Artwork in performance and dance
In Artwork, works in any medium are transformed into practices and performances. Artwork embraces an ontology of art as performance – artworks are processes, rather than the products of those processes – they're generative performances through which works come into existence. Artwork takes the works from the products, objects, images, spectacle back to the performances and practices behind them.
Among the many forms Artwork can take are sessions in ambiguously set spaces, having an atmosphere between an art venue, a promotional booth for the Artwork method, and a studio for somatic therapy sessions. The performers can be seen also as gallery guards and Artwork method representatives, creating a complex and possibly puzzling situation – exhibition, somatic method launch, performance, workshop, therapy. Artwork crew can work with interested people, individually or in groups. People, ideally invited from different contexts (art, therapy, spirituality, philosophy, contemporary dance…), have to negotiate their presence there, choosing their degree of participation on the range Artwork client - spectator. For people choosing to be spectators, the sessions, with their mixture of performers and people attending them, might appear as performances.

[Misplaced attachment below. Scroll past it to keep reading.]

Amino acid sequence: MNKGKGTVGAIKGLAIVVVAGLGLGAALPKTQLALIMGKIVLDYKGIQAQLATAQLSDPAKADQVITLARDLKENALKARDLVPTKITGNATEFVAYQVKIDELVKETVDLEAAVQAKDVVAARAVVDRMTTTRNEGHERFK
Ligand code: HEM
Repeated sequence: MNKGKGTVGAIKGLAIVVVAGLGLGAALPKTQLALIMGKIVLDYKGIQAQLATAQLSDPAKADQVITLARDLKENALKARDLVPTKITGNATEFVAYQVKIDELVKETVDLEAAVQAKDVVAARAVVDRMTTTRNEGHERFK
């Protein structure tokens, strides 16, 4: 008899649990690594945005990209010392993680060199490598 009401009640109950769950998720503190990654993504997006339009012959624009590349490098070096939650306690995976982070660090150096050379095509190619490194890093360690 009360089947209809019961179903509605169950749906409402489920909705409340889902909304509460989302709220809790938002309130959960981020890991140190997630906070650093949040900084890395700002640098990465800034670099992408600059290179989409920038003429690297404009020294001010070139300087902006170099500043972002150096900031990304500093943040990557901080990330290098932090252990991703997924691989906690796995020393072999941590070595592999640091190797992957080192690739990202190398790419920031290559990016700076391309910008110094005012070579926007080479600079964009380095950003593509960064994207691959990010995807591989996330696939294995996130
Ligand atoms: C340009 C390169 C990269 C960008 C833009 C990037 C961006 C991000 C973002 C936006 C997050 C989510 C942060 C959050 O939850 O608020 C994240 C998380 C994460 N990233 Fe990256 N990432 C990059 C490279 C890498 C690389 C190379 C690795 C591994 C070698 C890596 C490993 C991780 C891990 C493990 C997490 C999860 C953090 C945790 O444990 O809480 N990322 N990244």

Artwork in philosophy and spirituality
Our lives are formed by the culture in which we are, by our mental environments and embodied certainties. To shape them differently we need practices that act at the level of their structures – technologies of the self, forms of life experiments. They were the domain of religion, and they can feel disciplinary, rigid and inadequate now, many not updated in hundreds or thousands of years. If our practices are rigid, disciplinary, conventional… that's what we become. Forms of experience and practice that appear in dialog with contemporary situations and phenomena are proposed in art. It's the domain where new answers and the awareness of new problems appear. Many artworks explore new thoughts, new sensibilities and forms of experience. Not just for the sake of novelty but out of an involvement with personal and collective contemporary issues. Nietzsche saw the potential and the need to approach life through art but he noticed that, sadly, the artists are not applying their craft to it. Artwork aims to remediate this and to contribute to the urgent project of affecting the forms of life that enable the current realities.
Contemporary art has at its core the drive to surpass itself, to deviate from the consensus and mess with its axioms, through works that expand what can be considered art. In art, and especially performance you can sometimes feel that body practices can give access to the meta-conceptual, to the levels where the implicit perspectives, realities are shaped. Artwork is interested in these meta-experiences, meta-practices that shape the quality of other practices, and what and how it is possible to experience things in general. We become what we do, our practices. We can be artworks.
Artwork in healing